5 min readFeatured | Home | ReadThe Virtuous Woman

Roseline Nwijie Oshim, a beloved wife and mother, was going about her normal life when she was suddenly crushed in a premeditated crash by a police van.

On the day Roseline Nwije was killed, she had left home to buy donkey meat at Nkwo Jarki market, Ezzamgbo, in the Ohaukwu Local Government Area of Ebonyi State.

She sold such meat to her customers at her shop at Nwofe market, Okpoduma Agbaja, Ebyia Development Centre, in the Izzi Local Government Area.

As she was leaving for Nkwo Jarki market that day, September 18, 2020, her husband, Oshim Nwije, accompanied her to the junction where she took a keke. After Roseline had boarded the vehicle, Oshim returned home and, eventually, back to his work as a tinsmith (mending household utensils like pans, pots and other metal utensils).

A while after he had left Roseline at the junction, someone came to inform him that she had been involved in an accident around Mgbo-Agbaja village, still within Ebyia Development Centre.

When he stepped outside their compound, he saw many people crying. One of their neighbours volunteered to go to the scene of the accident with him.

Roseline had left for the market with a woman from our village, Okpoduma. The woman had sustained a fracture in her leg due to the accident, and had been brought back to the house. She was the one who narrated what exactly had happened.

Oshim who went looking for his wife at the scene of the accident, later found her at a mortuary.

He was told that on Roseline’s way to the market, police officers had mounted a roadblock with a van to collect 50 naira from motorists. The keke driver carrying Roseline had wanted to bypass the police without giving them money, but the police quickly hit the keke with their van.

The keke tumbled, and while the vehicle was somersaulting, Roseline sustained injuries that killed her instantly.

She had left home that day with 300,000 naira, but when her husband got to the scene, he couldn’t find the money.

Oshim and his wife were very close, doing everything together and in support of each other. Whenever she was going to the market, Oshim would supplement her money to enable her to buy more donkey meat, because that was our main source of livelihood. 

Oshim went round asking the police about the missing money, but was told the money was with the mortuary workers. When he went back to the mortuary, the workers there said they hadn’t seen anything on Roseline other than the clothes she had on when the police officers brought her in.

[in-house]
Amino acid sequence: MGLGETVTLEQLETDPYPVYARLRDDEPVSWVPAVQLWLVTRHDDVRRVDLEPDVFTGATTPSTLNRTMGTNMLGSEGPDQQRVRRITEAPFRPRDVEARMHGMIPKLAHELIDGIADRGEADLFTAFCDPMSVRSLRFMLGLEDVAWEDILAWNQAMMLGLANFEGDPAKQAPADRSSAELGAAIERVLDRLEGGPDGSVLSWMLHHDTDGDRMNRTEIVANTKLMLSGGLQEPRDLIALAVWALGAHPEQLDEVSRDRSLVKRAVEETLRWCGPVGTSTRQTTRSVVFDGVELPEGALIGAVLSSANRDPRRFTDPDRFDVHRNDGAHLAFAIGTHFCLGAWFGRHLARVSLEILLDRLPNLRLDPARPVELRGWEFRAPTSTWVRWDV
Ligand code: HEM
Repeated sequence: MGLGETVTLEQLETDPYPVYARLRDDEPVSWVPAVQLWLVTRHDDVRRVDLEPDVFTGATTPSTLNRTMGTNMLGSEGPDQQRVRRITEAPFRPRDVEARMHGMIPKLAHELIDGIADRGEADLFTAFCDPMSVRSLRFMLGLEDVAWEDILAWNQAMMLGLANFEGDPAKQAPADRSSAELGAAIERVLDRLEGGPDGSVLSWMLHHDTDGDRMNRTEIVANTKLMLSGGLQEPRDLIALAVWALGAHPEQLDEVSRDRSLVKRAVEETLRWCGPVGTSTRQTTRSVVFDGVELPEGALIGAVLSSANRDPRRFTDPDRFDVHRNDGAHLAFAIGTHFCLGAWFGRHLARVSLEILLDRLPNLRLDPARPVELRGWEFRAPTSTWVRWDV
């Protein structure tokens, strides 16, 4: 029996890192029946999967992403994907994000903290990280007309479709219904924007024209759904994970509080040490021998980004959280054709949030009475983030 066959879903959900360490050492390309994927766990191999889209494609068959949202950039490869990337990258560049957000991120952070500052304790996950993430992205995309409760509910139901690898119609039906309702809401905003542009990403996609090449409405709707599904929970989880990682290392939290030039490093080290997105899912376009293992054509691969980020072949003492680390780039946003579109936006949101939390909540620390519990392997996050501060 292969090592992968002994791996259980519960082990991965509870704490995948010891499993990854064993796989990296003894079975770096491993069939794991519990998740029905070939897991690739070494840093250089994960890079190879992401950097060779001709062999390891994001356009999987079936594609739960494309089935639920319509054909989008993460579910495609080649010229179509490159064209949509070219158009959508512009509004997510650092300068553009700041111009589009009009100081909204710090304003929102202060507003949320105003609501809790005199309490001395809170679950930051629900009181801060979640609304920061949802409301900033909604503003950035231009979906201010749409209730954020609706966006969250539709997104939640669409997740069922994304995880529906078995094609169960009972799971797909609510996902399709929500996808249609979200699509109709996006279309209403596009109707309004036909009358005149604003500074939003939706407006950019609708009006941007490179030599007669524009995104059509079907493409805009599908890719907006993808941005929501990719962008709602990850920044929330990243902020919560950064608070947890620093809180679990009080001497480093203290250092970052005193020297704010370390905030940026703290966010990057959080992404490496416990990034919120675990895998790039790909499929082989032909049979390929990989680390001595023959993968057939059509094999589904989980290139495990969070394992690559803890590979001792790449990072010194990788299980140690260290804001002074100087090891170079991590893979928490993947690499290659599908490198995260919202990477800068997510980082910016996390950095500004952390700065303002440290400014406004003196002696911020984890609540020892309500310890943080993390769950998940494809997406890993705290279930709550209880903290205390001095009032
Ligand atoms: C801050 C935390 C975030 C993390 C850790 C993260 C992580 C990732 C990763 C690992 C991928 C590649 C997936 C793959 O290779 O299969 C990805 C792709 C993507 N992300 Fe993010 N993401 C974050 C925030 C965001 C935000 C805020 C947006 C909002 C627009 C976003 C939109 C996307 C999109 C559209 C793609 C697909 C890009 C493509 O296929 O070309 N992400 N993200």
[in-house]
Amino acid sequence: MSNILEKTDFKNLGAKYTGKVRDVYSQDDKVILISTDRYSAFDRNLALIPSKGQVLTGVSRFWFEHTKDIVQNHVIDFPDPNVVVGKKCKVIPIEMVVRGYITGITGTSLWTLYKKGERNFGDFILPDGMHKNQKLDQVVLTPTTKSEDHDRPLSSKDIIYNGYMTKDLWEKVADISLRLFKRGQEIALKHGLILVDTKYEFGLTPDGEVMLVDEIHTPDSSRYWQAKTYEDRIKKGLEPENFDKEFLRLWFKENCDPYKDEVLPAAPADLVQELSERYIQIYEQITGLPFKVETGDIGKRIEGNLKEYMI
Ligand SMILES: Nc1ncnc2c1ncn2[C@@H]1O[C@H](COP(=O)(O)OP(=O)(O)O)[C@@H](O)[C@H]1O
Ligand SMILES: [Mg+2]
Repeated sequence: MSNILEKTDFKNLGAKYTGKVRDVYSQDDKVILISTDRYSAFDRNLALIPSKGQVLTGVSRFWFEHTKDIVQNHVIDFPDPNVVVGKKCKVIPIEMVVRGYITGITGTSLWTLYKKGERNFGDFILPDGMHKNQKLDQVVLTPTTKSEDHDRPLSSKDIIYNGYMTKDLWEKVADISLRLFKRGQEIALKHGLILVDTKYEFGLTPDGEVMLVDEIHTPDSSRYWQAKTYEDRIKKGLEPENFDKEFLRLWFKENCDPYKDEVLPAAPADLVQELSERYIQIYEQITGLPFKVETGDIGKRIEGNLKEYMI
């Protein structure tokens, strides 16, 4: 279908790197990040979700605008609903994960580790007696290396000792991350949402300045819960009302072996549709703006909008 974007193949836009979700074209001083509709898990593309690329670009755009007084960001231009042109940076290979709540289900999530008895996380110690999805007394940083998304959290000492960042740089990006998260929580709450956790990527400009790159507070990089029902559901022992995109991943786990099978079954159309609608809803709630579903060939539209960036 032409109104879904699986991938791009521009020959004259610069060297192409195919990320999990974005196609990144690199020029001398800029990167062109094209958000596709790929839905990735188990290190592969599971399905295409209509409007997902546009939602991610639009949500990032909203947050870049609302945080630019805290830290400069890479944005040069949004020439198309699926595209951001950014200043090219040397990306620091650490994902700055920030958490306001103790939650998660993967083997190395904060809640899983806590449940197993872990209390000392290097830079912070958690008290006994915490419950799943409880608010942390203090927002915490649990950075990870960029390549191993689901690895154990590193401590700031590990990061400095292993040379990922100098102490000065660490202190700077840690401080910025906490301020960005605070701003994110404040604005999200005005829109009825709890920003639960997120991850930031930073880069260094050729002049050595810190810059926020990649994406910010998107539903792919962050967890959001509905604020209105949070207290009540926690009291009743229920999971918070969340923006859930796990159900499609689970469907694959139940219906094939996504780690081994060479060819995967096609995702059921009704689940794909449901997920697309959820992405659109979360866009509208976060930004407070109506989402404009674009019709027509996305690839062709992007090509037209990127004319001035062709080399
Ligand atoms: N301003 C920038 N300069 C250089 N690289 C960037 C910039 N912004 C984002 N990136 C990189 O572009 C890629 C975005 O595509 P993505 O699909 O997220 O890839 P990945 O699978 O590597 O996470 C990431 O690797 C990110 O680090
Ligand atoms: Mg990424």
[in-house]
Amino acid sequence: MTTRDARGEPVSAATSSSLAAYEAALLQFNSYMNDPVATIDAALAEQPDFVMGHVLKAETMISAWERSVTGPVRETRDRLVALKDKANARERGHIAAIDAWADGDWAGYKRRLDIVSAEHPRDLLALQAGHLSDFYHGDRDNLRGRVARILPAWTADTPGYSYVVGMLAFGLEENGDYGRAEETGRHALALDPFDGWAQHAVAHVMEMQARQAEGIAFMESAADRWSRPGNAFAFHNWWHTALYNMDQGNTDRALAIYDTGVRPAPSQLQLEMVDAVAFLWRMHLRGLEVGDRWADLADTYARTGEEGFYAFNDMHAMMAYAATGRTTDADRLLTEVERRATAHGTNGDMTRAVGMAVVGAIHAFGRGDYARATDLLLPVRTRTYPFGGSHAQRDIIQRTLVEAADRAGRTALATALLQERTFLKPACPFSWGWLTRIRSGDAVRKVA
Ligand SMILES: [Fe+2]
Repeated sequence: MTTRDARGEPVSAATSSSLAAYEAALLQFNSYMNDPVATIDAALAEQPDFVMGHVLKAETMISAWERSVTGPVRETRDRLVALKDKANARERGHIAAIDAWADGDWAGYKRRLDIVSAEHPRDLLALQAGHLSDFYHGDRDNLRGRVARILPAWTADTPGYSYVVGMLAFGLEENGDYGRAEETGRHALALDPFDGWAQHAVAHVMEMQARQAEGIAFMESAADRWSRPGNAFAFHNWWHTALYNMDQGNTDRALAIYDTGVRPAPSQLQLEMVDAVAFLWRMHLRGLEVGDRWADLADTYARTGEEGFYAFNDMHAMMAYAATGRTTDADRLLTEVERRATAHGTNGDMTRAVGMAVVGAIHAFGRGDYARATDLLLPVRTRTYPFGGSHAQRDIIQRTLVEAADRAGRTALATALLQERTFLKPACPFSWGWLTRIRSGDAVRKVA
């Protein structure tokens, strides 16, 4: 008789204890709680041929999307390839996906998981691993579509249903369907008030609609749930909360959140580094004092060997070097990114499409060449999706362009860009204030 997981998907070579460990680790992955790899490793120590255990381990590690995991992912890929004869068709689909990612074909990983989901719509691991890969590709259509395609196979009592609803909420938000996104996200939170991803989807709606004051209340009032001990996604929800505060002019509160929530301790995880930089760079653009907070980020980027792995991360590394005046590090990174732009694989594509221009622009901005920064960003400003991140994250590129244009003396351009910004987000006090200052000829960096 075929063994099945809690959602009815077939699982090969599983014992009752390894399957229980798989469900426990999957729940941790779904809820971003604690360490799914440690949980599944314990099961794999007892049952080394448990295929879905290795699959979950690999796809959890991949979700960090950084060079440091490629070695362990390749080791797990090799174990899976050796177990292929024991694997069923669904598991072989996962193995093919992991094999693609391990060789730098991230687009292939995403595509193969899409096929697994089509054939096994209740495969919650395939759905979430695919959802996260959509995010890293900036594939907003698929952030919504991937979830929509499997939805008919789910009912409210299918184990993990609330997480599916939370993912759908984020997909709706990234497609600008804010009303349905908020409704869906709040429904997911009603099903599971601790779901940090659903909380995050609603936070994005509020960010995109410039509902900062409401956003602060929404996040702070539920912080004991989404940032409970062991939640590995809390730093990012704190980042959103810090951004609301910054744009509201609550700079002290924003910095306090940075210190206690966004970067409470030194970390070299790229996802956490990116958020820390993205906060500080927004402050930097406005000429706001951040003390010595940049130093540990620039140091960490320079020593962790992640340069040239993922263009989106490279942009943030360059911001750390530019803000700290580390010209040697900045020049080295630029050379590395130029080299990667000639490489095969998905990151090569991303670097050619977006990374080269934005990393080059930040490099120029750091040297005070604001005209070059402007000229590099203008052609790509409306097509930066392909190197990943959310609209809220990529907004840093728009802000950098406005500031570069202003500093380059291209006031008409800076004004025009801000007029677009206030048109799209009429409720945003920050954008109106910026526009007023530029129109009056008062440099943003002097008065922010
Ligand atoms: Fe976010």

He later petitioned the police on September 21, 2020 to give him the money. “I couldn’t stand losing my wife and my money all at once,” he said.

Oshim was planning to go to court to seek justice, but when he visited the police headquarters in late September 2020, he was asked to bring 50,000 naira to start a trial against the officers. Having no money to spend – especially as the 300,000 naira was still missing and unaccounted for, he was unable to pursue justice.

Roseline was 45 years old when she died. Together, she and Oshim had nine children, all of whom he now cares for alone. He is also an only child meaning he is also financially and emotionally responsible for his aged parents.

“Life has been tough, Oshim shares, “with the heavy burden of taking care of everyone weighing on me.”

Apart from tinsmithing, he is also a smallholder farmer. But as a 52-year-old, he no longer has the energy needed to till the soil. Unfortunately, since the death of Roseline and loss of the money, he does not even have money to hire farm labourers.

“It’s been a struggle getting food to feed my people.” Oshim laments.

“My wife was everything to me,” he continues, “She supported me in fulfilling our many family responsibilities. Her donkey business helped us make enough money to survive.”

“I am seriously in pain. Everything is in shambles. Our children’s schooling has suddenly come to a halt. Our second daughter, Chigozie, for instance, wrote her Unified Tertiary Matriculation Examination at Deo-Gratias International School in Games Village Estate, Abuja. After Roseline died, Chigozie, who is 23, returned to the village, because she hadn’t seen her mother for two years due to school. Since then, Chigozie has been stuck in the village because there is no money for her to return to Abuja for school.”

According to Oshim, memories of his wife bring tears to his eyes.

“The government needs to intervene with compensation,” he says, “because her death has robbed us of a lot. The children need to resume schooling. We need to survive.”